A former Wyoming Department of Transportation supervisor will serve 10 days in jail and four years of supervised probation for stealing more than $3,000 worth of items from the department between 2008 and 2013. Most significantly, Louis “Alan” Kousoulos used his WYDOT position to buy nearly $2,280 worth of zip ties for his new house.
Kousoulos, 62, pleaded guilty to felony and misdemeanor counts of theft on Friday, bringing an end to a case that dragged out for five-and-a-half years.
As part of a plea deal, Park County Prosecuting Attorney Bryan Skoric agreed to defer his prosecution of the felony charge. As long as Kousoulos successfully completes the probation, the felony count theft will be dismissed and only the misdemeanor (which was reduced from a felony) will remain on the Cody resident’s record. Theft can be treated as a felony crime whenever the value of the stolen property tops $1,000.
“The parties have gone back and forth; there’s been investigation on both sides,” said Casper attorney Ian Sandefer, who represented Kousoulos. “And the agreement that we came up with, I believe, your honor, is a fair agreement in this particular case.”
District Court Judge Bobbi Overfield of Thermopolis, who joined the bench just last month, approved the deal.
Kousoulos received a 180-day sentence, with 170 days suspended, plus four years of supervised probation. He must also pay $445 in court assessments and fees plus $3,020.14 in restitution to WYDOT.
Judge Overfield offered Kousoulos an opportunity to address the court on Friday, but he declined.
District Court Judge Bill Simpson of Cody normally hears all local criminal cases, but he had a conflict: Simpson served as Kousoulos’ initial defense attorney when the case was filed years ago.
The changes in attorneys — Kousoulos switched from Simpson to then-public defender Nick Beduhn of Cody before later hiring Sandefer — was one reason why the case developed so slowly.
Court records indicate that the Wyoming Division of Criminal Investigation and the Wyoming Highway Patrol first began investigating in early May 2013. That’s when a WYDOT worker reported that Kousoulos had been using his supervisory position to order items for himself, while pretending the purchases were for WYDOT. The mechanic, who was supervised by Kousoulos, said Kousoulos had also taken some items from the department’s shop in Cody.
DCI agents ultimately had the mechanic place a recorded phone call to Kousoulos in which the man told Kousoulos that WYDOT’s district equipment supervisor was asking questions about a large number of zip ties that had been ordered; according to the mechanic, Kousoulos was using the ties to help build a house on Cody’s 29th Street.
On the recorded call, “Kousoulos told [the mechanic] not to say anything,” then-DCI Special Agent Chad Glick wrote in a later affidavit, adding, “Kousoulos went on to tell [the mechanic] to do like he always has and to ‘play stupid.’” Kousoulos said he planned to take the leftover zip ties and “throw them upstairs before they see them,” the affidavit says.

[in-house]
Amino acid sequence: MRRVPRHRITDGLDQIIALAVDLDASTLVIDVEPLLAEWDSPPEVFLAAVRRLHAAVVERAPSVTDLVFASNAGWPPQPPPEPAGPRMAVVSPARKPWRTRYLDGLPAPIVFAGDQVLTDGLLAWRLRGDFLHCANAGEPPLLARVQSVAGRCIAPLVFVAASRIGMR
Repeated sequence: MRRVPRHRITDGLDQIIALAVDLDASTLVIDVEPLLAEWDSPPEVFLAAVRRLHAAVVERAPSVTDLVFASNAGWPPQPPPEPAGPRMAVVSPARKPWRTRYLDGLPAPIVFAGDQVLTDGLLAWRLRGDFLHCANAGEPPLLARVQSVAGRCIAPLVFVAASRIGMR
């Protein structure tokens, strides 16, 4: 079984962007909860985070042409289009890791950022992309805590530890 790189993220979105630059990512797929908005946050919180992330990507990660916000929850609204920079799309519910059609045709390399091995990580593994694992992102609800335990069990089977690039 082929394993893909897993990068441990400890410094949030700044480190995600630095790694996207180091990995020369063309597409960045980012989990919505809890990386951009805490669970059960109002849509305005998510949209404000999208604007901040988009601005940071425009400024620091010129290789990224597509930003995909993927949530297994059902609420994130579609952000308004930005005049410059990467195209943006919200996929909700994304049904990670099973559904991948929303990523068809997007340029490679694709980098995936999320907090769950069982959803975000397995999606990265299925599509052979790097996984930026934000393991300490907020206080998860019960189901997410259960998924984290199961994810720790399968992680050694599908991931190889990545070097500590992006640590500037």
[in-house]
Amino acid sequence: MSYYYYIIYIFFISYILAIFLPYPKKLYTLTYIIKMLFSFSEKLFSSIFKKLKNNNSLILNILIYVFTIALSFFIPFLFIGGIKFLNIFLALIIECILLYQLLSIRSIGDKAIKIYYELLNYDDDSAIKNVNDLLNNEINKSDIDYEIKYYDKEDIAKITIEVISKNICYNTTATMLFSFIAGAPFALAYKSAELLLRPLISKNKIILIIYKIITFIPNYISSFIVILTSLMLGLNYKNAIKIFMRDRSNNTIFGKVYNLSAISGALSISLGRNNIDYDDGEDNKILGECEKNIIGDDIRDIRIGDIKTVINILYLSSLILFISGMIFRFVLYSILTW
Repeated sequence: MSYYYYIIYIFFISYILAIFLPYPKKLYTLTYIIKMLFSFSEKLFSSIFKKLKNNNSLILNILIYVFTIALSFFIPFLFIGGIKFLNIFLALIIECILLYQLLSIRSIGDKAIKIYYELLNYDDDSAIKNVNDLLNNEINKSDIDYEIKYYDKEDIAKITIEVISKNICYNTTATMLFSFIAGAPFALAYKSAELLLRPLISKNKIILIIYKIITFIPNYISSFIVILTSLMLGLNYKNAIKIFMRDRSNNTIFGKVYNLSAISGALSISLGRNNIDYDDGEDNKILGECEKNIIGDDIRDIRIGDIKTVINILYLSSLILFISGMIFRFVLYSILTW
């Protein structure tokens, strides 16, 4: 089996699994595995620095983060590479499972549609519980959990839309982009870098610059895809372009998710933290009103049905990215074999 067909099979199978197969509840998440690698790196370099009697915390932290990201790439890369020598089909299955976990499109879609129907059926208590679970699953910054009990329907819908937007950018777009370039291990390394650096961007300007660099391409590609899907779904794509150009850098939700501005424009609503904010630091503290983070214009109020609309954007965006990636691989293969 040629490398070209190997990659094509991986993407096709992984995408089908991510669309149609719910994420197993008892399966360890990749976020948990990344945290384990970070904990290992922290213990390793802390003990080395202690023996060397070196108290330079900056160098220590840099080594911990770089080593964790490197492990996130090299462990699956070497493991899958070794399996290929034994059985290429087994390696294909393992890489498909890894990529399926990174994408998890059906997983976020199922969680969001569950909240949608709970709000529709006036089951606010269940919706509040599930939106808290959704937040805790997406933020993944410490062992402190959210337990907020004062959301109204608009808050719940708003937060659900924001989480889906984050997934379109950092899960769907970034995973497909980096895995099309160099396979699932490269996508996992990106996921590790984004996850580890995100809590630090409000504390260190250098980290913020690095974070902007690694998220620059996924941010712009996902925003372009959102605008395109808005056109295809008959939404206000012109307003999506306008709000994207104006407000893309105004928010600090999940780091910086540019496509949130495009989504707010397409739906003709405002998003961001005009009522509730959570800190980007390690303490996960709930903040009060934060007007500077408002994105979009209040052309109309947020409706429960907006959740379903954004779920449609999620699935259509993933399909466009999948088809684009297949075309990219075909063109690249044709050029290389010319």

However, about 10 minutes later, DCI agents and a trooper from the Wyoming Highway Patrol executed a search warrant at Kousoulos’ home.
They found and seized a $513 hydraulic cylinder (which had been bought in 2008, supposedly for a WYDOT road grader), a $163.42 steel I-beam, a $64 snow shovel and numerous zip ties.
DCI Agent Darrell Steward tallied up the number of plastic zip ties that were visible in the unfinished basement of Kousoulos’ home, counting 551 ties being used to secure rebar to concrete forms, according to the affidavit.
All told, agent Glick learned that Kousoulos had purchased $2,279.42 worth of zip ties in October 2012 — including certain types that WYDOT never used.
After law enforcement officers searched the 29th Street site, Kousoulos stopped by the mechanic’s home.
Not knowing his co-worker had given him up, “Kousoulos told [the mechanic] that he was probably going to lose his job and wanted [the mechanic] to ‘play stupid,’” reportedly asking the mechanic to mislead investigators about the zip ties, Glick wrote.
Although Glick’s affidavit indicates that the investigation generally wrapped up in June 2013, charges weren’t filed for another two years, in June 2015. Skoric has said part of the delay was due to white collar criminal cases being a lower priority.
In the meantime, Kousoulos — who’d been with WYDOT since 1991 — worked for five more months before retiring in September 2013. He’s since come out of retirement and is working in North Dakota, according to his attorney.
While on probation, Kousoulos will be allowed to continue traveling to and working in North Dakota.
“Certainly, the state doesn’t want to interfere with that,” Skoric said in court Friday.
The terms of Kousoulos’ probation will require him to maintain a full-time job, obey the law, obey all the rules and regulations set by his probation agent and, among other conditions, to make regular payments toward his restitution.
As part of the plea deal, prosecutors did not pursue restitution for a motor and trailer axle, which were of uncertain value.
Kousoulos may be best known in Wyoming for his unsuccessful run for governor in the 2010 Republican primary. Kousoulos told the Casper Star-Tribune at the time that, as a shop supervisor for WYDOT in Cody, he regularly saw areas where the state could save money.
He wound up receiving 0.5 percent of the vote across the state, finishing a distant fifth out of seven candidates in a race won by future Gov. Matt Mead.